“Well, look at those hills which surround the main one where the site for the Castle was wisely chosen—on the highest ground. Take the others. There is something ostensible in each of them, and in all probability something unseen and unproved, but to be imagined, also.”
“For instance?” continued Adam.
“Let us take them seriatim. That to the east, where the trees are, lower down—that was once the location of a Roman temple, possibly founded on a pre-existing Druidical one. Its name implies the former, and the grove of ancient oaks suggests the latter.”
“The old name translated means ‘Diana’s Grove.’ Then the next one higher than it, but just beyond it, is called ‘Mercy’—in all probability a corruption or familiarisation of the word Mercia, with a Roman pun included. We learn from early manuscripts that the place was called Vilula Misericordiae. It was originally a nunnery, founded by Queen Bertha, but done away with by King Penda, the reactionary to Paganism after St. Augustine. Then comes your uncle’s place—Lesser Hill. Though it is so close to the Castle, it is not connected with it. It is a freehold, and, so far as we know, of equal age. It has always belonged to your family.”
“Then there only remains the Castle!”
“That is all; but its history contains the histories of all the others—in fact, the whole history of early England.” Sir Nathaniel, seeing the expectant look on Adam’s face, went on:
“The history of the Castle has no beginning so far as we know. The furthest records or surmises or inferences simply accept it as existing. Some of these—guesses, let us call them—seem to show that there was some sort of structure there when the Romans came, therefore it must have been a place of importance in Druid times—if indeed that was the beginning. Naturally the Romans accepted it, as they did everything of the kind that was, or might be, useful. The change is shown or inferred in the name Castra. It was the highest protected ground, and so naturally became the most important of their camps. A study of the map will show you that it must have been a most important centre. It both protected the advances already made to the north, and helped to dominate the sea coast. It sheltered the western marches, beyond which lay savage Wales—and danger. It provided a means of getting to the Severn, round which lay the great Roman roads then coming into existence, and made possible the great waterway to the heart of England—through the Severn and its tributaries. It brought the east and the west together by the swiftest and easiest ways known to those times. And, finally, it provided means of descent on London and all the expanse of country watered by the Thames.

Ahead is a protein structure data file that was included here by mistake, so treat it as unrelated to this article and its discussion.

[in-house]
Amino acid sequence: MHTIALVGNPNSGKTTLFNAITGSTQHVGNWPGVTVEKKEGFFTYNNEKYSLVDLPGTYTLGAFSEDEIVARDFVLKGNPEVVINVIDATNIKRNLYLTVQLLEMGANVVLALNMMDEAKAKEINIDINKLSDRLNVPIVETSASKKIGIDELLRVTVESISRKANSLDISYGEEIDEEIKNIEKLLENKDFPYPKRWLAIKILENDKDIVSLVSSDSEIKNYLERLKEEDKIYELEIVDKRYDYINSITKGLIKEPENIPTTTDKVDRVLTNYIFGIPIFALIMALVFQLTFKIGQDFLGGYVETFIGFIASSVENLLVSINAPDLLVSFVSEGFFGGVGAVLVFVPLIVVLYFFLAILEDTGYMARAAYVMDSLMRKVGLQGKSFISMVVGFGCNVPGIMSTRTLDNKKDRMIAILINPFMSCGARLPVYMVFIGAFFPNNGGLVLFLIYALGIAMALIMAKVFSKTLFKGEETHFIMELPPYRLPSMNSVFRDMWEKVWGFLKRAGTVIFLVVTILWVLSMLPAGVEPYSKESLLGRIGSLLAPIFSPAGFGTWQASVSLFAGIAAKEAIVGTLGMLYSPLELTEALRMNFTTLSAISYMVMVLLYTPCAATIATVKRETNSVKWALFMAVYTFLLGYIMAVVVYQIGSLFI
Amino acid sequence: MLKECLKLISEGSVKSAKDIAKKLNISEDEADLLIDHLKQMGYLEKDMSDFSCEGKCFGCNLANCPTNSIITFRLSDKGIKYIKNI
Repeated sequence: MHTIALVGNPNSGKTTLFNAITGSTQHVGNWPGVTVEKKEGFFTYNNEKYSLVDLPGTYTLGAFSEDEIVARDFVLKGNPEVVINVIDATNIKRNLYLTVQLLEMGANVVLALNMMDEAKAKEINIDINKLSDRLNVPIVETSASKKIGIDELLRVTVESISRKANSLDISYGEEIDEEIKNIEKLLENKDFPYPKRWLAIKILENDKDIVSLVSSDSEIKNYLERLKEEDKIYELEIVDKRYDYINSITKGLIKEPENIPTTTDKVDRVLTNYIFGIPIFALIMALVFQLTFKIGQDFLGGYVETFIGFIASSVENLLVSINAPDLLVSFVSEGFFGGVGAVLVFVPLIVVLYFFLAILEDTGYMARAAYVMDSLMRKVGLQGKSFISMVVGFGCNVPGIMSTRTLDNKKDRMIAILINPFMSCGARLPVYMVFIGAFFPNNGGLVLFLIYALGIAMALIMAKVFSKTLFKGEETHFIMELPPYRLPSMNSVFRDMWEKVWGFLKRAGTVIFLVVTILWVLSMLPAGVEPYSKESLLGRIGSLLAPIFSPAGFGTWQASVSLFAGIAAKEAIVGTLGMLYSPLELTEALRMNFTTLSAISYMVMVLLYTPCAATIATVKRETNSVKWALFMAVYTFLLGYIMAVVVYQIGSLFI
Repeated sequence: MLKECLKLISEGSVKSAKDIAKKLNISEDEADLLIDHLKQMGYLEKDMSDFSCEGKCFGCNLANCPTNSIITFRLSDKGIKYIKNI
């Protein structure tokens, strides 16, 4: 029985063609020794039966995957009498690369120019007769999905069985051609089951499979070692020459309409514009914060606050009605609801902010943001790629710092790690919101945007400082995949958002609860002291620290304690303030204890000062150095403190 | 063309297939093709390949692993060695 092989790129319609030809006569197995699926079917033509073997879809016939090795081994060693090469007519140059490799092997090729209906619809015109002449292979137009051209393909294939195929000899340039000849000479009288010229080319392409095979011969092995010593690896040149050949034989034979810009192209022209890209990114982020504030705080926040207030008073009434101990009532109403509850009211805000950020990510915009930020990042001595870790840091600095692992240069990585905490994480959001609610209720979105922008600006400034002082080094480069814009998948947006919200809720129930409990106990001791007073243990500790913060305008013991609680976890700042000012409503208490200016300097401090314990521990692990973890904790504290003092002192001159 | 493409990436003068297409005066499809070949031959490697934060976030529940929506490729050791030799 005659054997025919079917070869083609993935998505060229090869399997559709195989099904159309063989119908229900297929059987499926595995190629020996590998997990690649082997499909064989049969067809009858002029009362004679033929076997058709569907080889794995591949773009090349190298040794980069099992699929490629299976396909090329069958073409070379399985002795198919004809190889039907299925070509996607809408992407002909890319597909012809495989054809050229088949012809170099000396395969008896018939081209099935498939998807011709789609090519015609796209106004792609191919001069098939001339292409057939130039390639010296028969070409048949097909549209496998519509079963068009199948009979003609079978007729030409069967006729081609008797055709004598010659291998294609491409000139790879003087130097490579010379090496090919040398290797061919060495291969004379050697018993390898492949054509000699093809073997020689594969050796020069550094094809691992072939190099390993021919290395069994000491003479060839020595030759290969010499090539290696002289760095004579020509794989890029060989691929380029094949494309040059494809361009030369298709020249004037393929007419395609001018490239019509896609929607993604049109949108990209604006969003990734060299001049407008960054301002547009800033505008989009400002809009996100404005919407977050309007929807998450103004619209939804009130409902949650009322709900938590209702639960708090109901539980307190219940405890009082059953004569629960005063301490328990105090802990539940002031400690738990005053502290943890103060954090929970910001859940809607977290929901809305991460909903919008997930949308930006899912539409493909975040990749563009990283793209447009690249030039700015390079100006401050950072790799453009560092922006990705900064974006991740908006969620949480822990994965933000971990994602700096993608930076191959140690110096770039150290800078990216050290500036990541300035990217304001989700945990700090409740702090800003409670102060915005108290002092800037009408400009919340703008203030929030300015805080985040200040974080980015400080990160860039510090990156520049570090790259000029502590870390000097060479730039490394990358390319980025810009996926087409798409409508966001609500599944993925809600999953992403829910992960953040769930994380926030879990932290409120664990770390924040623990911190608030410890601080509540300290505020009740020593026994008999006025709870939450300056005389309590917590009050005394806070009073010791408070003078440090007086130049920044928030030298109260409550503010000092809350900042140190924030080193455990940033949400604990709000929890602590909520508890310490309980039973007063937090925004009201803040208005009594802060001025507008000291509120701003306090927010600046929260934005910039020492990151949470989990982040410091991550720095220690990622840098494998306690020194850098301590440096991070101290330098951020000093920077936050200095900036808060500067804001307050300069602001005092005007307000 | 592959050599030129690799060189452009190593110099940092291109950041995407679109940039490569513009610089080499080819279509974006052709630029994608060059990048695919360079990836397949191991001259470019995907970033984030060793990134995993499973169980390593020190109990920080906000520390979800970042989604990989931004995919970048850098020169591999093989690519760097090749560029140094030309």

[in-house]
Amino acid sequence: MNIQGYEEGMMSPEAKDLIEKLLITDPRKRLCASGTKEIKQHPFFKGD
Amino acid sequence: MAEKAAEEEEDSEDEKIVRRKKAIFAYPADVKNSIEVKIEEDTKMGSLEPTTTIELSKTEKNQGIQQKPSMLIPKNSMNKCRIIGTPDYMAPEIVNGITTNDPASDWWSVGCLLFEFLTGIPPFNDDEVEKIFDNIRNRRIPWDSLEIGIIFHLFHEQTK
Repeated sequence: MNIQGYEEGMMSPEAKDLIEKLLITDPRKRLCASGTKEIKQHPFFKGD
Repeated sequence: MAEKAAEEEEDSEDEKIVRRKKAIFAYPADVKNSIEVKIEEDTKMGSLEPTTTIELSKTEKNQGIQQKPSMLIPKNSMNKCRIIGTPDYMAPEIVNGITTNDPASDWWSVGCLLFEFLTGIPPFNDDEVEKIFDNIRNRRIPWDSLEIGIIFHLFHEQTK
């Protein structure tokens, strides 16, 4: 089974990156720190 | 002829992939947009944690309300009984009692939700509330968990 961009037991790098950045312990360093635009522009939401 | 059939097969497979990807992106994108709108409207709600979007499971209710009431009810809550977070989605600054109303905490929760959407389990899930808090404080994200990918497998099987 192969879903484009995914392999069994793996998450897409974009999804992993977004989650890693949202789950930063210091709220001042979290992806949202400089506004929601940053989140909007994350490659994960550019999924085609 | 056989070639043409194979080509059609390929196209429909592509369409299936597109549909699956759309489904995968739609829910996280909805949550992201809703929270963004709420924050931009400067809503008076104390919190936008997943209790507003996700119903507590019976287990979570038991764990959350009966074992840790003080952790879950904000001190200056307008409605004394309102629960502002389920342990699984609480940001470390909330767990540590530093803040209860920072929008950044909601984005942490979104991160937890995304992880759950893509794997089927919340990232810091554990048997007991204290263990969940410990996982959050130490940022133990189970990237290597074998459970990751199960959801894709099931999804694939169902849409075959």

“With such a centre, already known and organised, we can easily see that each fresh wave of invasion—the Angles, the Saxons, the Danes, and the Normans—found it a desirable possession and so ensured its upholding. In the earlier centuries it was merely a vantage ground. But when the victorious Romans brought with them the heavy solid fortifications impregnable to the weapons of the time, its commanding position alone ensured its adequate building and equipment. Then it was that the fortified camp of the Caesars developed into the castle of the king. As we are as yet ignorant of the names of the first kings of Mercia, no historian has been able to guess which of them made it his ultimate defence; and I suppose we shall never know now. In process of time, as the arts of war developed, it increased in size and strength, and although recorded details are lacking, the history is written not merely in the stone of its building, but is inferred in the changes of structure. Then the sweeping changes which followed the Norman Conquest wiped out all lesser records than its own. To-day we must accept it as one of the earliest castles of the Conquest, probably not later than the time of Henry I. Roman and Norman were both wise in their retention of places of approved strength or utility. So it was that these surrounding heights, already established and to a certain extent proved, were retained. Indeed, such characteristics as already pertained to them were preserved, and to-day afford to us lessons regarding things which have themselves long since passed away.
“So much for the fortified heights; but the hollows too have their own story. But how the time passes! We must hurry home, or your uncle will wonder what has become of us.”
He started with long steps towards Lesser Hill, and Adam was soon furtively running in order to keep up with him.
“Now, there is no hurry, but so soon as you are both ready we shall start,” Mr. Salton said when breakfast had begun. “I want to take you first to see a remarkable relic of Mercia, and then we’ll go to Liverpool through what is called ‘The Great Vale of Cheshire.’ You may be disappointed, but take care not to prepare your mind”—this to Adam—“for anything stupendous or heroic. You would not think the place a vale at all, unless you were told so beforehand, and had confidence in the veracity of the teller. We should get to the Landing Stage in time to meet the West African, and catch Mr. Caswall as he comes ashore. We want to do him honour—and, besides, it will be more pleasant to have the introductions over before we go to his fête at the Castle.”